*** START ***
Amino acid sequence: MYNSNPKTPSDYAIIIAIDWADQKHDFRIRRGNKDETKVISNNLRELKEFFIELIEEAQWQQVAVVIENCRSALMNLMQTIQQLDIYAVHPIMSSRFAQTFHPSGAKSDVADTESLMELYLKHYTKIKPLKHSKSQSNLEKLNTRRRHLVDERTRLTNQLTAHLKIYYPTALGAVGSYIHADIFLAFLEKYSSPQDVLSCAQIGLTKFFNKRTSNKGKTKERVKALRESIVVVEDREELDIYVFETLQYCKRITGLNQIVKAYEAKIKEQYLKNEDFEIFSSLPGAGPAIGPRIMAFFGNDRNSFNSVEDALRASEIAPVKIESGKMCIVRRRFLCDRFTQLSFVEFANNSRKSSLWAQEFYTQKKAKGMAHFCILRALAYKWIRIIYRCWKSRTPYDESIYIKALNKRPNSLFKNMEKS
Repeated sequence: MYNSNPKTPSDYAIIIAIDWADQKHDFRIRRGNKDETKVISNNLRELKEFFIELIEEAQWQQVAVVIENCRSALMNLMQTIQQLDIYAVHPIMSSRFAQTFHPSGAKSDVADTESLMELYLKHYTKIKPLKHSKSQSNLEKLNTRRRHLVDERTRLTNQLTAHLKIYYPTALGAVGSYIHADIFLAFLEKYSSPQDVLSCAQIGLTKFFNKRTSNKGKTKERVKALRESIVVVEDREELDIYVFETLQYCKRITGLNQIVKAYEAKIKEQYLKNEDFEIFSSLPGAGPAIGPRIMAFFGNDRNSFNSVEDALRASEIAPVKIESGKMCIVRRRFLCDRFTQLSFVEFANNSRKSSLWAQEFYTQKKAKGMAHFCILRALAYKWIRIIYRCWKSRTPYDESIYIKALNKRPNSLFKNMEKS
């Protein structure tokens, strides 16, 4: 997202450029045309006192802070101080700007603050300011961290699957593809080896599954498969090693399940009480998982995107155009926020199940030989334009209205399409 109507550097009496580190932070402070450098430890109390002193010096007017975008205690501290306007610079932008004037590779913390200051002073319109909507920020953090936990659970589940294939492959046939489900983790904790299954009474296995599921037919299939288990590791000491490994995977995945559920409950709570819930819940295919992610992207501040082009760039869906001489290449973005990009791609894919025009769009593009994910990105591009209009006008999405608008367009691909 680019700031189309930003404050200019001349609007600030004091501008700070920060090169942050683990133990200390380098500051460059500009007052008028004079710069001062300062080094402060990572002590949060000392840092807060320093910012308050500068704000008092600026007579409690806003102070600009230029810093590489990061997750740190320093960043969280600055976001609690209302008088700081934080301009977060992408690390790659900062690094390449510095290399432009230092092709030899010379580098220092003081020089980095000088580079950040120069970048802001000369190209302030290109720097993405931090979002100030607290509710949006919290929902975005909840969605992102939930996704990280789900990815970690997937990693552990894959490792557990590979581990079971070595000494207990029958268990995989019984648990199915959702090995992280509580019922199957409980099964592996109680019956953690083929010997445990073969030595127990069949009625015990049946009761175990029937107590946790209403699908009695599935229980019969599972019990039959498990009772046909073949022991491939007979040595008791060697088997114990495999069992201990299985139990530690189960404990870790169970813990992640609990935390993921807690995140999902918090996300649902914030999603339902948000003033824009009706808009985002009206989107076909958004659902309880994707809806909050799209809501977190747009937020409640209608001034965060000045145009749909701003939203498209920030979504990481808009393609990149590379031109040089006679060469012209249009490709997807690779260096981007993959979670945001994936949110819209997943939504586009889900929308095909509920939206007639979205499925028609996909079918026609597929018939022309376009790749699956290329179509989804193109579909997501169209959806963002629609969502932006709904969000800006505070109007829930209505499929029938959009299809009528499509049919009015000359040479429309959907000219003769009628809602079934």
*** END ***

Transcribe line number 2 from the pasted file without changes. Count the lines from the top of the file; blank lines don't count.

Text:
Repeated sequence: MYNSNPKTPSDYAIIIAIDWADQKHDFRIRRGNKDETKVISNNLRELKEFFIELIEEAQWQQVAVVIENCRSALMNLMQTIQQLDIYAVHPIMSSRFAQTFHPSGAKSDVADTESLMELYLKHYTKIKPLKHSKSQSNLEKLNTRRRHLVDERTRLTNQLTAHLKIYYPTALGAVGSYIHADIFLAFLEKYSSPQDVLSCAQIGLTKFFNKRTSNKGKTKERVKALRESIVVVEDREELDIYVFETLQYCKRITGLNQIVKAYEAKIKEQYLKNEDFEIFSSLPGAGPAIGPRIMAFFGNDRNSFNSVEDALRASEIAPVKIESGKMCIVRRRFLCDRFTQLSFVEFANNSRKSSLWAQEFYTQKKAKGMAHFCILRALAYKWIRIIYRCWKSRTPYDESIYIKALNKRPNSLFKNMEKS